Last year during the June/ July school holidays we went on our first safari holiday as a family and I shared our experience through a series on this blog called #KrugerforKids. We’re heading back to the bush later this week for another family holiday, this time in the Klein Karoo & Garden Route, and to prepare myself, and potentially you too, I thought I would get a bit more practical! Here are my Top 10 Tips for going on Safari with Kids for those of you feeling inspired to make this type of trip your next family holiday. I highly recommend it!
Top 10 Tips for going on Safari with Kids
1. Choose a family-friendly lodge
This is probably the most important step in the planning process – picking a place that will be welcoming of your offspring and make their experience fun and memorable. Don’t choose a safari lodge that markets itself primarily to honeymooners or large groups. Opt for a small, intimate lodge where the staff are used to dealing with small kids. There doesn’t have to be a fully kitted kids room or nannies on call for 24 hour child-minding services… in fact often these types of places are marketed as family-friendly getaways but there’s nothing “family” about shipping your kids off to be cared for but others for the duration of your trip!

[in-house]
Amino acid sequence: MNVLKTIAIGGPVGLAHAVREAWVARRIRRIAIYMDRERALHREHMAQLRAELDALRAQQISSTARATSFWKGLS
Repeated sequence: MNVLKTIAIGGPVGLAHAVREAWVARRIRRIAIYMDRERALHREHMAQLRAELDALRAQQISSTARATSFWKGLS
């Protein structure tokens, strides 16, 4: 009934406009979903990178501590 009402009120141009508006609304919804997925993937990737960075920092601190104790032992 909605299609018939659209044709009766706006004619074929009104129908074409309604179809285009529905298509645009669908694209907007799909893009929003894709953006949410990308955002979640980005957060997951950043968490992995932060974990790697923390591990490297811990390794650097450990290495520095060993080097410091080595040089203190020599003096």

In my mind a family holiday should be time spent with your family! If you think back to your own childhood, most of your memories are of amazing family fun times that you enjoyed on holidays together. Don’t miss out on making these types of memories for your own kids. Now, almost a year later, both my kids still talk fondly of the staff at the various safari camps we stayed at in Kruger (and later in the Karoo) and this is purely because the staff made an effort.